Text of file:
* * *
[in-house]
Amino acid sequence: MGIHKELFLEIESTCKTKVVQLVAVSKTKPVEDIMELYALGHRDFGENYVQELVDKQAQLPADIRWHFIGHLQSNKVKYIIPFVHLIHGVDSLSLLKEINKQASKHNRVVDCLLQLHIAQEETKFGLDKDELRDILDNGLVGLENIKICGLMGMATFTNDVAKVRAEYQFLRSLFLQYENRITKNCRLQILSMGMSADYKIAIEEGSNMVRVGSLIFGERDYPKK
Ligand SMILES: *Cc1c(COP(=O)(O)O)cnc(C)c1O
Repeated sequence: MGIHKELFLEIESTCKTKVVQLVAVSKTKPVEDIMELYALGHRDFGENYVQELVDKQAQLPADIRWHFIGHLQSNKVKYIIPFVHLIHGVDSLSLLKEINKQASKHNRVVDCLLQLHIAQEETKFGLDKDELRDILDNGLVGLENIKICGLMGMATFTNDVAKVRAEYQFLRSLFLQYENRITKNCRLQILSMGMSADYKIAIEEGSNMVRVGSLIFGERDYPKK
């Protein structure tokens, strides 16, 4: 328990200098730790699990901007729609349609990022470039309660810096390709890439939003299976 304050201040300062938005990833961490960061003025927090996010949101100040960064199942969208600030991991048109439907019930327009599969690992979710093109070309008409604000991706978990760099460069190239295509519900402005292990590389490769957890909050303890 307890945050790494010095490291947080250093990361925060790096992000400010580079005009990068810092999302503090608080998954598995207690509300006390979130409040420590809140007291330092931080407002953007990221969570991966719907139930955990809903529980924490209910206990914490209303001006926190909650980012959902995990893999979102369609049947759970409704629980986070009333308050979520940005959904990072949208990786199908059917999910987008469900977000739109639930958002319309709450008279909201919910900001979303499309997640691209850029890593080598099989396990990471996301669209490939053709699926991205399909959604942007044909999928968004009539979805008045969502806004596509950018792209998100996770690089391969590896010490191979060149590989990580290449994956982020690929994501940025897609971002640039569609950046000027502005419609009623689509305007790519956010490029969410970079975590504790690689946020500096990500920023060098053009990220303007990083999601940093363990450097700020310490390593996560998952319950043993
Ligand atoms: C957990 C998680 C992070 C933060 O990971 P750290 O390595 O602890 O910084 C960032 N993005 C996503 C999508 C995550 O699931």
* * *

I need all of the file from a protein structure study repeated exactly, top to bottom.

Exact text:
[in-house]
Amino acid sequence: MGIHKELFLEIESTCKTKVVQLVAVSKTKPVEDIMELYALGHRDFGENYVQELVDKQAQLPADIRWHFIGHLQSNKVKYIIPFVHLIHGVDSLSLLKEINKQASKHNRVVDCLLQLHIAQEETKFGLDKDELRDILDNGLVGLENIKICGLMGMATFTNDVAKVRAEYQFLRSLFLQYENRITKNCRLQILSMGMSADYKIAIEEGSNMVRVGSLIFGERDYPKK
Ligand SMILES: *Cc1c(COP(=O)(O)O)cnc(C)c1O
Repeated sequence: MGIHKELFLEIESTCKTKVVQLVAVSKTKPVEDIMELYALGHRDFGENYVQELVDKQAQLPADIRWHFIGHLQSNKVKYIIPFVHLIHGVDSLSLLKEINKQASKHNRVVDCLLQLHIAQEETKFGLDKDELRDILDNGLVGLENIKICGLMGMATFTNDVAKVRAEYQFLRSLFLQYENRITKNCRLQILSMGMSADYKIAIEEGSNMVRVGSLIFGERDYPKK
């Protein structure tokens, strides 16, 4: 328990200098730790699990901007729609349609990022470039309660810096390709890439939003299976 304050201040300062938005990833961490960061003025927090996010949101100040960064199942969208600030991991048109439907019930327009599969690992979710093109070309008409604000991706978990760099460069190239295509519900402005292990590389490769957890909050303890 307890945050790494010095490291947080250093990361925060790096992000400010580079005009990068810092999302503090608080998954598995207690509300006390979130409040420590809140007291330092931080407002953007990221969570991966719907139930955990809903529980924490209910206990914490209303001006926190909650980012959902995990893999979102369609049947759970409704629980986070009333308050979520940005959904990072949208990786199908059917999910987008469900977000739109639930958002319309709450008279909201919910900001979303499309997640691209850029890593080598099989396990990471996301669209490939053709699926991205399909959604942007044909999928968004009539979805008045969502806004596509950018792209998100996770690089391969590896010490191979060149590989990580290449994956982020690929994501940025897609971002640039569609950046000027502005419609009623689509305007790519956010490029969410970079975590504790690689946020500096990500920023060098053009990220303007990083999601940093363990450097700020310490390593996560998952319950043993
Ligand atoms: C957990 C998680 C992070 C933060 O990971 P750290 O390595 O602890 O910084 C960032 N993005 C996503 C999508 C995550 O699931």